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President Obama used the occasion of the just-concluded Nuclear Security Summit, which tackled nuclear terrorism, to reiterate his “vision of a world without nuclear weapons,” as he put it to an audience of South Korean university students. It is a noble goal, but one which remains unrealistic given the need for great power nuclear deterrence.
The problem is Russia and China do not share President Obama’s “global zero” goal. Russia is actually increasing its reliance on nuclear weapons for defense as its ability to maintain a first-class conventional force wanes. More worrying at the moment, China’s nuclear program is so cloaked in secrecy that it is difficult to discern just how Beijing understands nuclear deterrence—we simply don’t know how large Beijing’s arsenal is or how committed it is to its declared “no first use” policy.
Mr. Obama’s idea seems to be 20 years too late to catch the post-Cold War optimism that nukes would soon be obsolete. On the contrary, the world didn’t wave goodbye to nuclear armaments: India, Pakistan and North Korea all tested weapons, and Iran has a nuclear program well underway.
This is the greatest bout of nuclear proliferation since in the wake of World War II. But while nonproliferation efforts rightly absorb much American energy, the administration cannot afford to ignore the bigger issue: deterring potential adversaries with sizeable arsenals and the means to strike the United States.
America’s debate about nuclear strategy hasn’t kept pace with the new challenges—a contrast from the way the country faced nuclear threats 50 years ago. There are no longer, as in the early years of the Cold War, lively arguments about massive retaliation, limited nuclear war and the value of counter-force attacks.
This is due, in part, to a well-entrenched norm against the use of nuclear weapons. What’s more, countries can use advanced precision-guided munitions, which allow for effective counter-force strikes with conventional weapons. Such developments have thankfully made nuclear-weapon use less likely. But they have not ruled it out.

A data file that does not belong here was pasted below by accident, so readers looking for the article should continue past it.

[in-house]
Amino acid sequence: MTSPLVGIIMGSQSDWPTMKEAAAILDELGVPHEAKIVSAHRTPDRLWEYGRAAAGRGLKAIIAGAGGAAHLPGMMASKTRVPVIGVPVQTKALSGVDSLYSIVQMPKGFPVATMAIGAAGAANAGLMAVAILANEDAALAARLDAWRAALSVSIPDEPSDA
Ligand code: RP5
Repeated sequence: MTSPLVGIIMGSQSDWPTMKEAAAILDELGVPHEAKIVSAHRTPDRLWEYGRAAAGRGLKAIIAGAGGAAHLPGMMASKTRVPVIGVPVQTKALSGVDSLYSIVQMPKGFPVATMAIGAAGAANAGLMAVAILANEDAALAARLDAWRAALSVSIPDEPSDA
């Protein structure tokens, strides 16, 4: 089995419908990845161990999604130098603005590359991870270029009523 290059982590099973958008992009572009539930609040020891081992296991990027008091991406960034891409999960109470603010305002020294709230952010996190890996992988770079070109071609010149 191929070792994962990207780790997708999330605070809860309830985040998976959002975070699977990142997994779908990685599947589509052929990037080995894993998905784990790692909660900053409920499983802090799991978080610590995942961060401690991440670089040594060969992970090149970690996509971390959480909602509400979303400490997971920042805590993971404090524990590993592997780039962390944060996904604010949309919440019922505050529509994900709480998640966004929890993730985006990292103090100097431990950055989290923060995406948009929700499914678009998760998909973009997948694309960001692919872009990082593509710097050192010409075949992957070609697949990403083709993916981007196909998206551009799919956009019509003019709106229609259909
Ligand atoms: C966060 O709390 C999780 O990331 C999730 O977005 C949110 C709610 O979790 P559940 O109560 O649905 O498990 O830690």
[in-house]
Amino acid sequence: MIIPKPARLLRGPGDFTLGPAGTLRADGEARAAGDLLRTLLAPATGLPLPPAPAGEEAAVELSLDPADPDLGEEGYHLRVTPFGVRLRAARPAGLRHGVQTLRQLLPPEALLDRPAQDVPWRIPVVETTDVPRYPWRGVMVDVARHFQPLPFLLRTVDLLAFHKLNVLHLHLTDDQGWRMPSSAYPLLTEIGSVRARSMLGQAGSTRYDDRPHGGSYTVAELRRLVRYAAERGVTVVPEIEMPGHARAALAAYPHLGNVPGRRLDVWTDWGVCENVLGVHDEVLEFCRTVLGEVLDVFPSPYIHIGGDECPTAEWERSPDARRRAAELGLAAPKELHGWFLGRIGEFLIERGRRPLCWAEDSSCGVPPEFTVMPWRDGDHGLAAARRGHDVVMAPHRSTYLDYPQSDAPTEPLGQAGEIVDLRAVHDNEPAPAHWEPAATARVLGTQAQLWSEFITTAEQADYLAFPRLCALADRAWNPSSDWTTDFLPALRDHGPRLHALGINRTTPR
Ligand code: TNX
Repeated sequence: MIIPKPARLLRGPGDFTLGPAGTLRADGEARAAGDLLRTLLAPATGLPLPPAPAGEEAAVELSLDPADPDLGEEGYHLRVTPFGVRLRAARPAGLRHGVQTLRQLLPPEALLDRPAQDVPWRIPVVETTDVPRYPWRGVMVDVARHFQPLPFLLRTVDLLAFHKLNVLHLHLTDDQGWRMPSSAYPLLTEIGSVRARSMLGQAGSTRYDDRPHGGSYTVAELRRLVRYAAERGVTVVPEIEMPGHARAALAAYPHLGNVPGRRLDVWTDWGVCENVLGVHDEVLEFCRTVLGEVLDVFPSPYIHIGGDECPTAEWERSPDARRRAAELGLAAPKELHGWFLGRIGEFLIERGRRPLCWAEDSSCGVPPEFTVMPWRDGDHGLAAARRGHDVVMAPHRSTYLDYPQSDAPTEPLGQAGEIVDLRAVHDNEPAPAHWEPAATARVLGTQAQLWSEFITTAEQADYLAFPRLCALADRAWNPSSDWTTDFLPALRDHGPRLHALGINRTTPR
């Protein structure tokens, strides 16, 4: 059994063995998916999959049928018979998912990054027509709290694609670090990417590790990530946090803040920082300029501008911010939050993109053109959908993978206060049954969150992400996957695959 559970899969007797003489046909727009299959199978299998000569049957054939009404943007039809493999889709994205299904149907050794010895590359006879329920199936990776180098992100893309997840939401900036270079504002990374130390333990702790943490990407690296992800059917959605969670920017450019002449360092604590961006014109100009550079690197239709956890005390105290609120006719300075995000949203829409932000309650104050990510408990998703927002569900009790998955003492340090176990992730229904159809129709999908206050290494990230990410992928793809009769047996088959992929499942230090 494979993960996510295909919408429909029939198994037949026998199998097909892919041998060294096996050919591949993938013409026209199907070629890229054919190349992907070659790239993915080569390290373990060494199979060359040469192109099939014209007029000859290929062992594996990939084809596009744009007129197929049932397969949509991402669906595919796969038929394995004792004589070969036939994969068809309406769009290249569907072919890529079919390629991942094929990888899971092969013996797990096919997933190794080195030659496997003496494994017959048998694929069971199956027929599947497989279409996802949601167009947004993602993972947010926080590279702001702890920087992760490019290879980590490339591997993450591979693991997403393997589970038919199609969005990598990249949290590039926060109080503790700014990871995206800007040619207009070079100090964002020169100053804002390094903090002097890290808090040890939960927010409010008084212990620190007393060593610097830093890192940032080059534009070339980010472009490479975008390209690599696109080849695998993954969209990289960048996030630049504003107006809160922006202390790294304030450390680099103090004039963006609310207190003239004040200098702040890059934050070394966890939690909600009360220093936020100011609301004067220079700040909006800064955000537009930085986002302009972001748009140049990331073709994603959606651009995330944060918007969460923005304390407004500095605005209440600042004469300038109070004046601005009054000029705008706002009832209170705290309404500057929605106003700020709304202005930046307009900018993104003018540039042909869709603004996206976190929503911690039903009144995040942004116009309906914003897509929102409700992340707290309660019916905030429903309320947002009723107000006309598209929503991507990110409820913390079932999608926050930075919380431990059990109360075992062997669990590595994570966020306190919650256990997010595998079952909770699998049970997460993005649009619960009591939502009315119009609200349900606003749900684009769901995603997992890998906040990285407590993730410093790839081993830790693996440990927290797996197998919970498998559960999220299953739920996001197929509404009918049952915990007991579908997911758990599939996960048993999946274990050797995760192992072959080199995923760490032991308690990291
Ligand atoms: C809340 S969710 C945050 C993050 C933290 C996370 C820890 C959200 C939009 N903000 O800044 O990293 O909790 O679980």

Consider a hypothetical U.S.-China conflict over Taiwan’s fate. The potential for nuclear escalation is often discounted in such a scenario, perhaps because it is assumed that mutual nuclear deterrence will be effective. But any war that begins in the Taiwan Strait is likely to involve American strikes on airbases, missile launchers and command and control nodes on the Chinese mainland. And that could cascade into a bigger conflict.
If the People’s Liberation Army cannot quickly halt those strikes by targeting U.S. assets in-theater, then direct, retaliatory attacks on the U.S. will look increasingly attractive. Beyond nuclear-armed intercontinental ballistic missiles, China has few if any options with which to carry out such strikes. China’s declared policy suggests a high threshold for being forced to use nukes, but in such a scenario that threshold is presumably lowered.
In fact, Chinese strategists are already thinking and writing about how to fight and win a nuclear war, especially in scenarios involving Taiwan. A former dean of China’s Antichemical Warfare Academy wrote in the Winter 1995 issue of China Military Science that “the immense effect of nuclear weaponry is that it can serve as a deterrent force and, at the same time, as a means of actual combat.” Another general asked an American counterpart in 1995 if he was willing to sacrifice Los Angeles for Taiwan. More recently, in a 2002 Pugwash Conference paper, a retired Chinese general and former Institute of Strategic Studies director expressed concern that China’s no-first-use policy had “greatly bound its hands.” The military has grown only more hawkish with each passing year.
It’s unclear if the U.S. is prepared to deal with such an opponent. Has Washington made it similarly apparent to China that it will pay a price for its use of nukes? Of course, Washington itself may not know what that price is—i.e. what it is willing to inflict upon Beijing.
The U.S. needs an effective deterrent strategy, one that will maintain its dominance and provide for defense from nuclear attack. America’s nuclear arsenal and triad—the ability to deliver nuclear weapons via submarine, bomber and land-based missile—are already superior to Chinese forces in quality and quantity. But those advantages are diminishing as China’s military modernization continues apace, U.S. defense spending contracts and Washington pursues continuing bilateral nuclear force reductions with Russia. This trend has to be reversed.
Nuclear deterrence should also rely more heavily on missile defenses that can protect the U.S. homeland. American vulnerability here leaves the extended deterrence for Asian allies looking less credible. This only makes Chinese aggression and regional nuclear proliferation more likely, and tempts Chinese escalation during a conflict.
These challenges are big, but the real worry is that President Obama seems uninterested in them. He is so set on his “global zero” vision that the administration is now talking openly about possible unilateral reductions to the American arsenal. But as long as nuclear weapons do exist, and as long as potential adversaries rely on those weapons for their self defense, no U.S. president can shy away from this challenge.
Mr. Mazza is a research fellow in foreign and defense policy at the American Enterprise Institute in Washington, D.C.
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